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Publication numberUS5035709 A
Publication typeGrant
Application numberUS 07/502,158
Publication dateJul 30, 1991
Filing dateMar 29, 1990
Priority dateMar 29, 1990
Fee statusPaid
Also published asCA2079339A1, CA2079339C, DE69110880D1, DE69110880T2, EP0522048A1, EP0522048B1, WO1991014408A1
Publication number07502158, 502158, US 5035709 A, US 5035709A, US-A-5035709, US5035709 A, US5035709A
InventorsDavid W. Wieting, Than Nguyen, Robert Stobie, Hung L. Lam, Ralph Kafesjian
Original AssigneeBaxter International Inc.
Export CitationBiBTeX, EndNote, RefMan
External Links: USPTO, USPTO Assignment, Espacenet
Mechanical heart valve with compliant sewing ring
US 5035709 A
Abstract
A mechanical heart valve having one or more leaflets pivotally fitted in a substantially cylindrical shaped valve body formed from a resiliently deformable material. A stiffening member formed from substantially nonresilient material fit about the valve body exterior wall to provide structural integrity to the valve body. Stresses which are normally applied to the heart valve body during the opening and closing of the valve are absorbed or cushioned by the incorporation of a rubber-like body between the stiffening member and the retainer member. Further cushioning is provided by incorporating another rubber-like body in the sewing ring. This second body extends out from the exterior surface of the valve body. Finally, a length of fabric is positioned about the retainer and shock absorbing bodies. This design provides a precisely calibrated rotational torque which allows for optimum orientation of the leaflets by the implanting surgeon.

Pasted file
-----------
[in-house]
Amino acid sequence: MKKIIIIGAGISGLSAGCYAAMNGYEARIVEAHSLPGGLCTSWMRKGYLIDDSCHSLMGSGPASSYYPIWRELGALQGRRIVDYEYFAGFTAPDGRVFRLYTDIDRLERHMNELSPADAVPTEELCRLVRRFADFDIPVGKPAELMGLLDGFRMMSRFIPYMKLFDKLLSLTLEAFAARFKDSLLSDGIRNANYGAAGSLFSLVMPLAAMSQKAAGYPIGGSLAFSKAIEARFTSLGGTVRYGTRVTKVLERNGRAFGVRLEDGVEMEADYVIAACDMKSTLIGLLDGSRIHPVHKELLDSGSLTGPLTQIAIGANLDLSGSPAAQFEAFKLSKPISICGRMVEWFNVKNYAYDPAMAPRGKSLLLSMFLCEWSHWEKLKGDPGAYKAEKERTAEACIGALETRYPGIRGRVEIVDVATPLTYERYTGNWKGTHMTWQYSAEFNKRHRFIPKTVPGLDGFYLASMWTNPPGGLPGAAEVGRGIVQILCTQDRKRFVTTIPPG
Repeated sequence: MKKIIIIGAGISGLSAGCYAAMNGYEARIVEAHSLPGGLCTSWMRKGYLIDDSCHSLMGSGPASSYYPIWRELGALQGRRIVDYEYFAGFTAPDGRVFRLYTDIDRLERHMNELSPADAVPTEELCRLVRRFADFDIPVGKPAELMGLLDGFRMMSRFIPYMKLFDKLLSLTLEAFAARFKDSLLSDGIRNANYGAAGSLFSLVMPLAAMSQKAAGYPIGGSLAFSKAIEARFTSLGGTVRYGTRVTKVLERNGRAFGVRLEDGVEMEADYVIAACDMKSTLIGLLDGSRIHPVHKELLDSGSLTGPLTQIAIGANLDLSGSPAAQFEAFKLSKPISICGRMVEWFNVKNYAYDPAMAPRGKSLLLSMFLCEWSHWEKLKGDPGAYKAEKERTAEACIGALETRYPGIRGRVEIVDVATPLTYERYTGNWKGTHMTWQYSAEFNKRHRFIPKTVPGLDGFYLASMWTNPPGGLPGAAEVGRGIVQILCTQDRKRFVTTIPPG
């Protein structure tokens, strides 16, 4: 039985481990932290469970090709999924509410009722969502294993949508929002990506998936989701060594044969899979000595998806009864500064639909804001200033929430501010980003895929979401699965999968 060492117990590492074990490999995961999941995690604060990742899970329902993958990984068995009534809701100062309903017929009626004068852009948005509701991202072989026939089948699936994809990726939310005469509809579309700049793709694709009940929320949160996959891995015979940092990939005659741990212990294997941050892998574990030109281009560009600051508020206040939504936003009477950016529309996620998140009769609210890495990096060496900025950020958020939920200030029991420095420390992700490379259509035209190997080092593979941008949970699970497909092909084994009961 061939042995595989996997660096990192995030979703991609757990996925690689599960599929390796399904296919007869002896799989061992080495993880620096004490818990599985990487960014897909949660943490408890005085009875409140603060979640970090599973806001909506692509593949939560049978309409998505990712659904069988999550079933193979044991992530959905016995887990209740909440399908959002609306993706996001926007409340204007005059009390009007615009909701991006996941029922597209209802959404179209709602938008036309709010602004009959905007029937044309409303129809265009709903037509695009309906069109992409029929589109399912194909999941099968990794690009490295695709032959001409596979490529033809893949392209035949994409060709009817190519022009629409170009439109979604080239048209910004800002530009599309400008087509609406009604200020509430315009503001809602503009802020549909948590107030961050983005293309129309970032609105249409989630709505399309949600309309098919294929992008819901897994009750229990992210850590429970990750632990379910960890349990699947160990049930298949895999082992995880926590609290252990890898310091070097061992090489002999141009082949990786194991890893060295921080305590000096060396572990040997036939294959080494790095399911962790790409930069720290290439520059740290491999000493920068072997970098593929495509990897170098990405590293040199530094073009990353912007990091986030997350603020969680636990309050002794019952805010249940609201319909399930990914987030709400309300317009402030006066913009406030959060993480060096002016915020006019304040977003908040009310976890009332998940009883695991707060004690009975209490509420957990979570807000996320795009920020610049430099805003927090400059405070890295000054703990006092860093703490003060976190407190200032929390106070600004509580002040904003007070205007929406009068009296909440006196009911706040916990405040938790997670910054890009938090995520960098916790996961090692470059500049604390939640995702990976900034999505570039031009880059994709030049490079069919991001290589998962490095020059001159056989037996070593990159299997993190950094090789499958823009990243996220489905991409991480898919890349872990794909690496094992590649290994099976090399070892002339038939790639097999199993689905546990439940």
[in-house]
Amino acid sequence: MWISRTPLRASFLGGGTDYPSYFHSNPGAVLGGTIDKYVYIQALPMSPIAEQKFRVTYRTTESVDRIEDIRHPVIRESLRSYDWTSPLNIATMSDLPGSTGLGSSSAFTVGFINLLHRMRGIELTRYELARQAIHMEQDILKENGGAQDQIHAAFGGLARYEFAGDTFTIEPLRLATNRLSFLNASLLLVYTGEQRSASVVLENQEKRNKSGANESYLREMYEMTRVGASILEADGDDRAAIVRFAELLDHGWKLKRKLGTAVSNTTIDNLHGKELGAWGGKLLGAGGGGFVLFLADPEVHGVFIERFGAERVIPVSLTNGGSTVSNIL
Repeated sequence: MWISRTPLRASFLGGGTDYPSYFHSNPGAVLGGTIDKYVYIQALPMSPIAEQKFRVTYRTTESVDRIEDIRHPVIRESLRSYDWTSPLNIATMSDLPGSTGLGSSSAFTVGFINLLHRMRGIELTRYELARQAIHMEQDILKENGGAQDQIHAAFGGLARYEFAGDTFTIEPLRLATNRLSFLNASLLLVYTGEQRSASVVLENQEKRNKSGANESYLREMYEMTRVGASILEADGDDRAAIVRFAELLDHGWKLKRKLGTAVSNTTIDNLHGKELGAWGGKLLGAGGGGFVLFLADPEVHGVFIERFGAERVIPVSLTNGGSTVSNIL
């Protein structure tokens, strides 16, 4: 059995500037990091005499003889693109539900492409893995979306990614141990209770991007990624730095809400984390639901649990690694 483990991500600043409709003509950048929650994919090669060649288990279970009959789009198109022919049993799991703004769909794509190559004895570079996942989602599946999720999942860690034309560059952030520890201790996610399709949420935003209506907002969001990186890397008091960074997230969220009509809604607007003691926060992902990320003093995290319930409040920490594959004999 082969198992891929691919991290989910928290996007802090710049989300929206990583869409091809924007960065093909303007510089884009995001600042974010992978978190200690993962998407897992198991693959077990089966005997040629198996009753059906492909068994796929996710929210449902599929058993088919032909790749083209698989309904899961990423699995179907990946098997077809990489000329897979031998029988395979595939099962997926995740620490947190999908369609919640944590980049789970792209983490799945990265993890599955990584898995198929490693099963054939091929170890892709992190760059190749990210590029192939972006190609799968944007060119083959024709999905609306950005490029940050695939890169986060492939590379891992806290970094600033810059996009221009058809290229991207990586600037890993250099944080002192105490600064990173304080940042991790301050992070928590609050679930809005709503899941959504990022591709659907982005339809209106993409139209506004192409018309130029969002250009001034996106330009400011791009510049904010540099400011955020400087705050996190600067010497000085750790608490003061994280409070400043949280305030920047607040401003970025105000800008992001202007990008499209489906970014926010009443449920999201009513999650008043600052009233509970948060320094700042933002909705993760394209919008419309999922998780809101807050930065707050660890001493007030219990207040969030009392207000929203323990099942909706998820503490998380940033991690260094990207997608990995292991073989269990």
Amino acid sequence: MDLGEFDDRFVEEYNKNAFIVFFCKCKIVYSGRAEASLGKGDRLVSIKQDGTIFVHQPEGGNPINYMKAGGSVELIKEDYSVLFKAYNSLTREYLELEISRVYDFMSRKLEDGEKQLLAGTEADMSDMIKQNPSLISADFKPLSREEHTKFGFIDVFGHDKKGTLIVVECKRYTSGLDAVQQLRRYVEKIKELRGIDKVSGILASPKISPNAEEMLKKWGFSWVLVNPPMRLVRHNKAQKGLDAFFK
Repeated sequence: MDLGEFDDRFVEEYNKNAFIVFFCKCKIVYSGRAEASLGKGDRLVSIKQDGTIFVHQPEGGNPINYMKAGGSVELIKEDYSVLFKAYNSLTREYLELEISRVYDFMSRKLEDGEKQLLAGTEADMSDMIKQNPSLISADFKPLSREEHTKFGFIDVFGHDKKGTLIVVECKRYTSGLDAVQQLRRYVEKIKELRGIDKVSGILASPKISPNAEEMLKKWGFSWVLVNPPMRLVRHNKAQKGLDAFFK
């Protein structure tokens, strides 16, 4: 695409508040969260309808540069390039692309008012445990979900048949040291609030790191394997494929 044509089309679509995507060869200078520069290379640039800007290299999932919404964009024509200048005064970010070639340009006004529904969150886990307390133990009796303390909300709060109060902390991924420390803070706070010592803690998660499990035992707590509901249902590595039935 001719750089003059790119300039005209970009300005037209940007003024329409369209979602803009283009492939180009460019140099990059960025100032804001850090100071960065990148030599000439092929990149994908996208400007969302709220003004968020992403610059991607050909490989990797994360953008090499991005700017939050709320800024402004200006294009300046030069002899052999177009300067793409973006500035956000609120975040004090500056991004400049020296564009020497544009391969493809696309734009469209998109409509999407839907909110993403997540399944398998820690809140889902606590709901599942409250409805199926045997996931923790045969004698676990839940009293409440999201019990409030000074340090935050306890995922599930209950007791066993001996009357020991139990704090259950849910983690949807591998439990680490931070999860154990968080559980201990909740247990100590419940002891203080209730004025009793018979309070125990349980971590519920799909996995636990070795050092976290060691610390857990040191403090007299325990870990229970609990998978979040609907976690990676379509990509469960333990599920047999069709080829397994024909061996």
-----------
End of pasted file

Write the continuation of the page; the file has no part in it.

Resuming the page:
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Claims(10)
What is claimed is:
1. A heart valve comprising:
a substantially cylindrically shaped valve body formed from an inelastic,. deformable material having a substantially circular first opening therethrough, an exterior wall, and an interior wall surrounding said first opening, said interior wall defining an annular ledge;